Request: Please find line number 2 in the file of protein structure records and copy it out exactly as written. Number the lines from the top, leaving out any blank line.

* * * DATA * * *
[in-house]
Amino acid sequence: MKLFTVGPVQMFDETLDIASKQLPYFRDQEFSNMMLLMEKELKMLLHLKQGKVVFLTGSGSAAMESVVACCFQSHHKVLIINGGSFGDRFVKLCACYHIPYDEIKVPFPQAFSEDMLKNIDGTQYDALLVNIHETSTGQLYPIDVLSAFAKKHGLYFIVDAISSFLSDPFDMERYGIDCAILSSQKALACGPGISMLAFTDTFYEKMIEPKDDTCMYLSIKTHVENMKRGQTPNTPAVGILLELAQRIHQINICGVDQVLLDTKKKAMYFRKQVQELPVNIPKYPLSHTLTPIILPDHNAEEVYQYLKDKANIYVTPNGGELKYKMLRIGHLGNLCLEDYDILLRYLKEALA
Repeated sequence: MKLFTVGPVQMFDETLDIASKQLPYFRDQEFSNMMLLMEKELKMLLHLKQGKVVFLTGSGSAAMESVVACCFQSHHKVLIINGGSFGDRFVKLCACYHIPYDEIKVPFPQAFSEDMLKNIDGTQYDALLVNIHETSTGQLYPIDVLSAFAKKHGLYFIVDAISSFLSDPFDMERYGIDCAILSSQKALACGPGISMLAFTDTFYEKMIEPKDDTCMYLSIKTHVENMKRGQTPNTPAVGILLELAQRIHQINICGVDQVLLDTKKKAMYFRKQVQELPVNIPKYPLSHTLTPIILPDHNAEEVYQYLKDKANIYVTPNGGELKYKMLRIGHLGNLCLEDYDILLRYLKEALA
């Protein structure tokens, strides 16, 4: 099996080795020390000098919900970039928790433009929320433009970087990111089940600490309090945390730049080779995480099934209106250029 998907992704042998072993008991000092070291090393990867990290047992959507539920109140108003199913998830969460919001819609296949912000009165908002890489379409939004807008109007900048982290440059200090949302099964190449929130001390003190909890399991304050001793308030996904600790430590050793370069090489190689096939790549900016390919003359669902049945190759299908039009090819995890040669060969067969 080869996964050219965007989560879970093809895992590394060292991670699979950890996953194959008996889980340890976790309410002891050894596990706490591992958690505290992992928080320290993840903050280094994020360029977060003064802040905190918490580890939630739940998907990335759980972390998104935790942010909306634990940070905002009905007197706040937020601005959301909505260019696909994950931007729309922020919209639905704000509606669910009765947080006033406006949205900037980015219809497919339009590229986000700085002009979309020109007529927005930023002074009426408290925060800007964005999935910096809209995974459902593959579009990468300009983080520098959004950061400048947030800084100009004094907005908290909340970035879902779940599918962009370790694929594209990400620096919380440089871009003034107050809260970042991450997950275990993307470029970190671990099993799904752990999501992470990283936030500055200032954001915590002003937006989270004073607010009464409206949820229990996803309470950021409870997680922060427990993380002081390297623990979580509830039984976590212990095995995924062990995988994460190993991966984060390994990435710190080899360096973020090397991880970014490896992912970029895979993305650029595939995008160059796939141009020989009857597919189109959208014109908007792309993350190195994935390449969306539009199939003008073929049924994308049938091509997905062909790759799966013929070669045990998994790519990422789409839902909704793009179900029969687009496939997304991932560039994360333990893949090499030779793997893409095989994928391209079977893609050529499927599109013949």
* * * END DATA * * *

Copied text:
Amino acid sequence: MKLFTVGPVQMFDETLDIASKQLPYFRDQEFSNMMLLMEKELKMLLHLKQGKVVFLTGSGSAAMESVVACCFQSHHKVLIINGGSFGDRFVKLCACYHIPYDEIKVPFPQAFSEDMLKNIDGTQYDALLVNIHETSTGQLYPIDVLSAFAKKHGLYFIVDAISSFLSDPFDMERYGIDCAILSSQKALACGPGISMLAFTDTFYEKMIEPKDDTCMYLSIKTHVENMKRGQTPNTPAVGILLELAQRIHQINICGVDQVLLDTKKKAMYFRKQVQELPVNIPKYPLSHTLTPIILPDHNAEEVYQYLKDKANIYVTPNGGELKYKMLRIGHLGNLCLEDYDILLRYLKEALA